Women exceed men in food stamp use
Fri, 18 Apr 2014 00:53:02 GMT —
A report put out by the USDA shows that, in 2012, 60% of the non-elderly individuals receiving food stamps were women. This reports falls right after Obama's recent speech regarding women's equal pay in the work force and many women's rights movements happening around the country.
So why are women surpassing men in the SNAP food stamp program? The Texas Health and Human Services Commission says, more often than not, the woman is the head of the houshold that receives food stamps. In fact, 80% of the households that receive food stamps are led by a woman.
Linda Edwards Gockel, Press Officer at Texas Health and Human Services, said that there will be far more women receiving benefits from these programs because typically they have more minor independence with children and are able to receive benefits for longer periods of time. If a person does not have any dependents, they must meet qualifications, and can only use the benefits for a three month period.
"Yes we have noticed women that have come in, and they're asking for application assistance with our food stamp outreach coordinator. Just in general observation with people coming in, a lot have been women. So it matches up to that stastic that USDA released today, just on strict observation through our doors," said Zach Wilson, Executive Director of the High Plains Food Bank.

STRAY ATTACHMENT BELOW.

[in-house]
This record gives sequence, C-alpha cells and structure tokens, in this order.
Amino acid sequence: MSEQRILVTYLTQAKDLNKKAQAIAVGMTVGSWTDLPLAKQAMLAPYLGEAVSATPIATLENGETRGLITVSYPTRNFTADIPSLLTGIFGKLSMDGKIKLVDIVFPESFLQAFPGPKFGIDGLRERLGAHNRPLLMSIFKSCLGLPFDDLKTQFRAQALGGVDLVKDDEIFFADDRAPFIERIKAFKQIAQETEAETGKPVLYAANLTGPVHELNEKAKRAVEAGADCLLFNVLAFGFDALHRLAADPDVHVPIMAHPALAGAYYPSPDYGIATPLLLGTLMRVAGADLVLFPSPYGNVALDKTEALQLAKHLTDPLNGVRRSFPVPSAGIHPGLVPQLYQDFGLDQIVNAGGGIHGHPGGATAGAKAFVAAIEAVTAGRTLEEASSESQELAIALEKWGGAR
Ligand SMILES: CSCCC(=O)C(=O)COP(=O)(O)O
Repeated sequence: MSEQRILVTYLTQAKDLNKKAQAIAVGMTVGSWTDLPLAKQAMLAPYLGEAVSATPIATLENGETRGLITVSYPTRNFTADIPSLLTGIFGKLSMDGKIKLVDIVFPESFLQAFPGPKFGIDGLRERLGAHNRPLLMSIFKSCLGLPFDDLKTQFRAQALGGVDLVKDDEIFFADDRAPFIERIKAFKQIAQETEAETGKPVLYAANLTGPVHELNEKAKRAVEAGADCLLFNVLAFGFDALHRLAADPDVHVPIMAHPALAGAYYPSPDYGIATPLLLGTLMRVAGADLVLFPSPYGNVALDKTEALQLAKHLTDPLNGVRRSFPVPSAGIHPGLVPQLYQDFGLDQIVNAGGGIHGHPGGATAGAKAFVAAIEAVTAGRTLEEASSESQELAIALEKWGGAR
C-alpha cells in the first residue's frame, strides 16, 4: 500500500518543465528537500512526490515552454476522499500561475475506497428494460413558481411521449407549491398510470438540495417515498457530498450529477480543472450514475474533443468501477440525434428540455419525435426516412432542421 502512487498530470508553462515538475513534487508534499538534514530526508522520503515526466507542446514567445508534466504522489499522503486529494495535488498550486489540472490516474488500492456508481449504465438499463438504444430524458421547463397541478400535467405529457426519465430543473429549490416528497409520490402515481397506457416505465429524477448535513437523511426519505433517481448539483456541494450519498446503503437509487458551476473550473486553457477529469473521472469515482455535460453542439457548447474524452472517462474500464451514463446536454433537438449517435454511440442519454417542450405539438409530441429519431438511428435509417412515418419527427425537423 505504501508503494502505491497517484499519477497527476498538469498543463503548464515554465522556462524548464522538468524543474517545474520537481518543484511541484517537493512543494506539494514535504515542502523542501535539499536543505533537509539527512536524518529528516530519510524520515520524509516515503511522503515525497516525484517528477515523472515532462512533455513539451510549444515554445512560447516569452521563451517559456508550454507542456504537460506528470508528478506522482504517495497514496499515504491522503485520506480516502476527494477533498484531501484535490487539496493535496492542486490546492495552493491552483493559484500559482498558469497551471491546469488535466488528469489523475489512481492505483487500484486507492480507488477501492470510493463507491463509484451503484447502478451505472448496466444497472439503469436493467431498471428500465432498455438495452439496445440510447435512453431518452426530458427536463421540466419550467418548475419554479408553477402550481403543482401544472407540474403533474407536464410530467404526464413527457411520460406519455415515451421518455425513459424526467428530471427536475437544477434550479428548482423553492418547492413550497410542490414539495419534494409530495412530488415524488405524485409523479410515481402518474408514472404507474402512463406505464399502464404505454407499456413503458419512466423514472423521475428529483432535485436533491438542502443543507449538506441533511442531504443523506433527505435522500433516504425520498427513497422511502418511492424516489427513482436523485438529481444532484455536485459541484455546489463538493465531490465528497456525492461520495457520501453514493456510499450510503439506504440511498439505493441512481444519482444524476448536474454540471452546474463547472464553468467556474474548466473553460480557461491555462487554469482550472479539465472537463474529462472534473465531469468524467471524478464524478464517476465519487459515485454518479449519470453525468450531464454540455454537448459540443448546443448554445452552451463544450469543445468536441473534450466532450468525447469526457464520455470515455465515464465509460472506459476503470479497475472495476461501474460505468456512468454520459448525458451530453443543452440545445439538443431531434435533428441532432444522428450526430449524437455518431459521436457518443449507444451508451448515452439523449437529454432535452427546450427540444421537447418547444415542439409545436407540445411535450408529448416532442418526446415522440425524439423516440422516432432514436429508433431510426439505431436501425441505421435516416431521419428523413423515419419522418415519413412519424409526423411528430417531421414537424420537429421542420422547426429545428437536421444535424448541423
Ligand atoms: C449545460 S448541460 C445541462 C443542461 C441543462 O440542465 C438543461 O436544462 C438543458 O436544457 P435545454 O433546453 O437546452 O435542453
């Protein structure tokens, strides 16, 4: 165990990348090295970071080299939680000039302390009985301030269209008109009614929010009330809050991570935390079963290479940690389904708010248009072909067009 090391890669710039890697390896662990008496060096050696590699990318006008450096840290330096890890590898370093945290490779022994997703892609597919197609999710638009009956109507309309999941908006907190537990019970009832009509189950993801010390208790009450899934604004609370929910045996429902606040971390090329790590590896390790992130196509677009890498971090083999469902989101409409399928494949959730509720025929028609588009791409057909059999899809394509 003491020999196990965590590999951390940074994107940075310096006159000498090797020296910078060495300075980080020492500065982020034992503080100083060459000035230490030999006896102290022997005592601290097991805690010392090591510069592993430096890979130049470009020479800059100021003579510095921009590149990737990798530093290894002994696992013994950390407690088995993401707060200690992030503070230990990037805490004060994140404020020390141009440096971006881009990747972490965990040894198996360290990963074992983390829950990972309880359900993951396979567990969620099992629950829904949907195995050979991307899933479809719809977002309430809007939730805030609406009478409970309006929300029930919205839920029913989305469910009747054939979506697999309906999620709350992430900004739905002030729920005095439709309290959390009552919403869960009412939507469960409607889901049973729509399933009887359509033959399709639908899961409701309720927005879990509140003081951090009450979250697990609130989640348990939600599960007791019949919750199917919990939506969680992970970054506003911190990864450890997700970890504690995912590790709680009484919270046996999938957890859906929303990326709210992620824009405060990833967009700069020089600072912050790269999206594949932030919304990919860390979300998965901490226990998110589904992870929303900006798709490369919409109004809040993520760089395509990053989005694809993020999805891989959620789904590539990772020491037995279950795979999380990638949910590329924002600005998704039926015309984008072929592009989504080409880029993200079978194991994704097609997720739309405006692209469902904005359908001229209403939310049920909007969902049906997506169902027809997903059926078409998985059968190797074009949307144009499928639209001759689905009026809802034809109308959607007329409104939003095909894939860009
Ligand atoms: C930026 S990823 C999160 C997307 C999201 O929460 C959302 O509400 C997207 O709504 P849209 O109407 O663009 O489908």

There are over 27,000 recipients of food stamps here in Randall and Potter counties.
"More women probably wind up on food stamps than men because more women are in poverty. And that's not necessarily just because of equal pay, it's because we have child care issues or we don't provide enough childcare for women to work the hours they need to work. We have fathers who are not present at home. And I think, statistically, if you look, most people on food stamps tend to have kids and that tends to be the woman taking care of them," said Vicki Wilmarth, attorney for Burdett Morgan Williamson & Boykin, LLP.
At High Plains Food Bank, Wilson says the difference is noticeable between woman who walk in alone and women who walk in with children in tow. However, he says all are welcome and that there is no shame in asking for help.
"People feel as if there's a lot of shame in asking for food or help. We want to give them that help and say, we understand, we know what it's like. We are not here to be an instigator of blame," said Wilson.